Dr. Nathaniel M. Sims collection of Sims and Hitchcock family papers
Scope and Contents
This collection consists of correspondence, ephemeral materials, logbooks, photographs, publications, and other papers relating to the Sims and Hitchcock families, particularly Admiral William S. Sims, his wife Anne Hitchcock Sims, and her father Ethan Allen Hitchcock. These papers detail the families’ personal lives and relationships as well as the careers of Admiral Sims and Ethan Allen Hitchcock. This collection serves as a great example of the dedication of the entire Sims family to preserve and honor the legacies of Admiral Sims and the Hitchcock family for future generations.
Correspondence includes letters sent and received by Ethan A. Hitchcock, Anne H. Sims, William S. Sims, William S. Sims, Jr. and other members of the Sims and Hitchcock families. The majority of the original correspondence is of a personal nature detailing various aspects of family matters, daily activities, travel, and social interactions. Ephemeral materials include invitations to attend event at the White House, programs from dinners and ceremonies, and address and guest books maintained by both Admiral and Mrs. Sims. Logbooks and navigation volumes from the 1890s were written by Sims with the intention of using them as instruction for future junior officers. Photographs consist of loose photographs of members of Sims and Hitchcock family, with the majority being of Admiral Sims and his acquaintances throughout his entire naval career.
The bulk of this collection is comprised of four sets of typewritten transcriptions of Admiral Sims’s letters. These transcriptions were used by Anne H. Sims, William S. Sims, Jr, and Elting E. Morison in order to compile a complete set of all of Adm. Sim’s correspondence and to use in developing a comprehensive biography on Sims. The original letters for these transcriptions are most likely found within the William Sowden Sims papers in the Naval Historical Foundation Collection at the Library of Congress.
The first set of transcriptions are of Sims’s letters sent and received from 1876 to 1925. Five sets of this transcription were made and given to even child of Adm. Sims. The second set of transcriptions were arranged in alphabetical order (most likely by Mrs. Sims) by either name or subject. An index to the subjects is included. The third set of transcriptions were those that were kept and maintained by Mrs. Sims. Many of these letters include her notations about what to include in a biography and items she considered to be important. The last set of transcriptions includes handwritten annotations, most likely from Elting E. Morison while he was composing his biography, Admiral Sims and the Modern American Navy, published in 1942. The dates listed in the inventory for these transcriptions and others refer to the actual date of the letter, not the date that the transcription was completed.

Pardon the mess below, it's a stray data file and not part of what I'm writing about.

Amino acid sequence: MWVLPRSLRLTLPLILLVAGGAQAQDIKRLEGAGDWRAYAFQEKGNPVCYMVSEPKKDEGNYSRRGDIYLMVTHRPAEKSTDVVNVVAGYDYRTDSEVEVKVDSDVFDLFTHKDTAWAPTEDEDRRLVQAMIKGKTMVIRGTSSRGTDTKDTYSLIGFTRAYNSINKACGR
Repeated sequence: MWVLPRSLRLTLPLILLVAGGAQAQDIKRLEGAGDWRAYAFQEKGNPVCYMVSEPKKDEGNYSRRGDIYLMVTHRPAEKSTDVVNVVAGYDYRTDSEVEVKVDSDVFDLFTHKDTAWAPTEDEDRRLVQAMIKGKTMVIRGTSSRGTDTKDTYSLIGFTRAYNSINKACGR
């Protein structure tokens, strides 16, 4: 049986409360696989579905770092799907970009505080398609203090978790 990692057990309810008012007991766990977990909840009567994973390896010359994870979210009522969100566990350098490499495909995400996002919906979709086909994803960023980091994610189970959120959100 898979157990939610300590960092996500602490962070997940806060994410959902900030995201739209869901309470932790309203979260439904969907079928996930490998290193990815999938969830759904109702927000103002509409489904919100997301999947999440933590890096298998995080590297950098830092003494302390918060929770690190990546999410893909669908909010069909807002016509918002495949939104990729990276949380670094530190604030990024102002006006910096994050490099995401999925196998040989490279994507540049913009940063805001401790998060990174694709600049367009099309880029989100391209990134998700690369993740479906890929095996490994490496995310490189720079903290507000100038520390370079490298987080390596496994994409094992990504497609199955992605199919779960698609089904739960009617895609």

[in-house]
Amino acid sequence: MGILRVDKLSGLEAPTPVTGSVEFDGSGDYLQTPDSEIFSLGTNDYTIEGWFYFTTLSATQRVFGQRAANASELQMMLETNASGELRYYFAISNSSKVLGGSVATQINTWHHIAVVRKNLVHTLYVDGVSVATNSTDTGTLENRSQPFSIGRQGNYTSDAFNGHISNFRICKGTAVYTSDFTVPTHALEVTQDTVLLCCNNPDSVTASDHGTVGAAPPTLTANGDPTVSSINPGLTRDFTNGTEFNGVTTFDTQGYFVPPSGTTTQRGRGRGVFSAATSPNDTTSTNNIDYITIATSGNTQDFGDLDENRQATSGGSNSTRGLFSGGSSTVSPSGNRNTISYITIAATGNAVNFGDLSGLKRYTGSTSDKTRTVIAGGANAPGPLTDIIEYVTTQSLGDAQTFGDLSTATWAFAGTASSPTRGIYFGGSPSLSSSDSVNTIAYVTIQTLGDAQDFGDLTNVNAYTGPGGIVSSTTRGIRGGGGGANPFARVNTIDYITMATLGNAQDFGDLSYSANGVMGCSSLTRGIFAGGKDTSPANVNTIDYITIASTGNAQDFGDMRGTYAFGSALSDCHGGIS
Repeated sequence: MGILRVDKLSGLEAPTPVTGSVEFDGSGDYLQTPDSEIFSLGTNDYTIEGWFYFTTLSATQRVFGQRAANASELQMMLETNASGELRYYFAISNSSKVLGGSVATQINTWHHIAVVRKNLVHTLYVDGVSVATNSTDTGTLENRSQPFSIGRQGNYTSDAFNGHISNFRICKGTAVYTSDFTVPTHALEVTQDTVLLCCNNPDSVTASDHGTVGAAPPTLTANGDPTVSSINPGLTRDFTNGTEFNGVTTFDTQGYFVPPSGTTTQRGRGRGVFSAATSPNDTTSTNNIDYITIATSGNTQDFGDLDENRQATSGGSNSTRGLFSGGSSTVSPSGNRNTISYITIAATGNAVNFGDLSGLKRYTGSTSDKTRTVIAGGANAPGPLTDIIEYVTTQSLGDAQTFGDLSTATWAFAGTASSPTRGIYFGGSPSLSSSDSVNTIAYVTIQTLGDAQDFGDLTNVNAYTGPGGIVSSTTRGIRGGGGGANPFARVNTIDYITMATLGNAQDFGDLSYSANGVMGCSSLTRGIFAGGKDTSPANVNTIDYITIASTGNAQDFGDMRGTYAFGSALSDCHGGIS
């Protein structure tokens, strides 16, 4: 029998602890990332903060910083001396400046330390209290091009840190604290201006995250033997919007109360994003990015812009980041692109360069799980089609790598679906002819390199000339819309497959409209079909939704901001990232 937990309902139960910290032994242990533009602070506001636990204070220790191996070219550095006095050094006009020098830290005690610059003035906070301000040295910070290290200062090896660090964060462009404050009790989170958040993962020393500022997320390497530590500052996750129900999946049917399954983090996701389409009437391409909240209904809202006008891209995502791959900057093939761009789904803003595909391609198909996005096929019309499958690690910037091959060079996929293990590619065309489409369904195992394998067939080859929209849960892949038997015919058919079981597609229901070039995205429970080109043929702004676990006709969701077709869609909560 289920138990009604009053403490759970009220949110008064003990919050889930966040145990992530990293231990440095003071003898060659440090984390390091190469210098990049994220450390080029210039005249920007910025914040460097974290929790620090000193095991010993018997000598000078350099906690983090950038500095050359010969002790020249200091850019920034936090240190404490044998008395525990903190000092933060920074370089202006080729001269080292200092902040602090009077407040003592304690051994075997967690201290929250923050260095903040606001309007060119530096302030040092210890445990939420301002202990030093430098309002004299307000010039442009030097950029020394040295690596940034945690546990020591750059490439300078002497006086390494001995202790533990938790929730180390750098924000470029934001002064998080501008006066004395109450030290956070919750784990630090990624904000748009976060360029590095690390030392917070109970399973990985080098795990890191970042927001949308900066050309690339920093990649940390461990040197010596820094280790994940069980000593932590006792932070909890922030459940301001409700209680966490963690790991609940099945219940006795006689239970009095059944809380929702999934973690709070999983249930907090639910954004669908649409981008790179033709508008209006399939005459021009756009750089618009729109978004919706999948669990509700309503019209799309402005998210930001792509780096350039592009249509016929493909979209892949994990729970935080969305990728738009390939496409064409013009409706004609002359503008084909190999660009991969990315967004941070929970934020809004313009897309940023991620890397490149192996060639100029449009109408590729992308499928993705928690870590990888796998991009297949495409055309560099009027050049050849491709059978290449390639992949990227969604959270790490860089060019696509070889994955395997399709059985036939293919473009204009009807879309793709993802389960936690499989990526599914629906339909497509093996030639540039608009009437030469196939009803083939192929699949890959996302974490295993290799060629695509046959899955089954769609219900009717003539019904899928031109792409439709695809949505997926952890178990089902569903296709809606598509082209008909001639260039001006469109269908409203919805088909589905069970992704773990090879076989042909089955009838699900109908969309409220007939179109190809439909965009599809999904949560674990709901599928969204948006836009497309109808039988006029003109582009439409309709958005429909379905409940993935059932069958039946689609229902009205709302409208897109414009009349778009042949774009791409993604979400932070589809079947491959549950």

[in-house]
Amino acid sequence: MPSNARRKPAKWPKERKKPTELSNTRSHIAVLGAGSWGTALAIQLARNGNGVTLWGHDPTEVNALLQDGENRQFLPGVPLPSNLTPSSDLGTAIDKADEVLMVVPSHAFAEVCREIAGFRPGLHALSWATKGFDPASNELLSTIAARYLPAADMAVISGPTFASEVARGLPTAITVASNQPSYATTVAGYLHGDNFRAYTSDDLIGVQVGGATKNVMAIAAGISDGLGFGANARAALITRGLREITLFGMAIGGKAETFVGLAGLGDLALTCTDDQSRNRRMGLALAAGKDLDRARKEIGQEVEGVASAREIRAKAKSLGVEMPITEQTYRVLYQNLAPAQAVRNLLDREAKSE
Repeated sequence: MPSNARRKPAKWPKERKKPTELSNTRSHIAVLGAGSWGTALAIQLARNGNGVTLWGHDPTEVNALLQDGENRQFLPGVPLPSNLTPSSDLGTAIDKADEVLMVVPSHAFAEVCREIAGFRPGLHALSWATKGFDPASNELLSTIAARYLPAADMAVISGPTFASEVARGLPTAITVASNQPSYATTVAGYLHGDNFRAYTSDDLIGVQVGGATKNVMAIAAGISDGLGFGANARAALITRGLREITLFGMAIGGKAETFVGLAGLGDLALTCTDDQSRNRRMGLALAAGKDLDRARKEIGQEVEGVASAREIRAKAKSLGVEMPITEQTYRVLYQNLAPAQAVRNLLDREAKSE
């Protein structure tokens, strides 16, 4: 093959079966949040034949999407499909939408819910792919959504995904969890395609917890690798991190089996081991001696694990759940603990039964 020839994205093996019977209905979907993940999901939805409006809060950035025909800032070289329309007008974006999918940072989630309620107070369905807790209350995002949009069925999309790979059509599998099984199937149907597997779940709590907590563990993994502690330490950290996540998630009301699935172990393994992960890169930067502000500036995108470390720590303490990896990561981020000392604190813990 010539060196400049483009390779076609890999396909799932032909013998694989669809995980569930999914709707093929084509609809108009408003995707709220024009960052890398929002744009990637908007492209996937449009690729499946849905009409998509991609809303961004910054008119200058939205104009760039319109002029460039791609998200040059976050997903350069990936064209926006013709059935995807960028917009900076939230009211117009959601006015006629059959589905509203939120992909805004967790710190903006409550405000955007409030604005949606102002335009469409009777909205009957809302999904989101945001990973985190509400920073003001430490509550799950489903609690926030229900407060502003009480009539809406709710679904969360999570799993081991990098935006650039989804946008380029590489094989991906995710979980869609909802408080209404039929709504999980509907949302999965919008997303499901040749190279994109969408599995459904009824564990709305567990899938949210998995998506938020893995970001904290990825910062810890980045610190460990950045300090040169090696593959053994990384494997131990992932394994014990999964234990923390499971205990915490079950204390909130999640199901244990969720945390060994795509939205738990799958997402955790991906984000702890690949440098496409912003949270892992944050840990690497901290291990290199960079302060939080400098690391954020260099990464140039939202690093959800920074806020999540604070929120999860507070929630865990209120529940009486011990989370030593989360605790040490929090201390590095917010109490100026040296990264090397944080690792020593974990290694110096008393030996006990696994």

- Majority of material found within 1906-1945
- Sims family (Family)
Language of Materials
Conditions Governing Access
Access is open to all researchers, unless otherwise specified.
Conditions Governing Use
Material in this collection is in the public domain, unless otherwise noted.
William Sowden Sims (1858-1936) was born on October 15, 1858, in Port Hope, Ontario Province, Canada to Alfred William (1826-1895) and Adelaide Sowden Sims (1835-1914). He was the eldest of six children: Louisa Peacock (b. 1861), James Peacock (1862-1863), Alfred Varley (1864-1944), Mary S. (b. 1868), and Adelaide Clarke (1874-1967). The Sims family lived in Canada until 1872 and then moved to Orsbisonia, Pennsylvania.
Sims was appointed to the U.S. Naval Academy from Pennsylvania in 1876. After graduation in 1880, he served on the USS Tennessee and later the USS Swatara, where he was promoted to ensign. Between 1882 and 1897, he served on USS Yantic, Saratoga, USS Philadelphia, USS Charleston, and the receiving ships Colorado and Richmond. In 1887, he received permission from the Navy Department to live in Paris for a year, where he perfected his French and absorbed French culture. This experience qualified him for an appointment as naval attaché to Paris, France; St. Petersburg, Russia; and Madrid, Spain in 1897, a position he held until 1900. During this time, he collected intelligence on Spain’s preparation for war and studied the gunfire systems of foreign navies.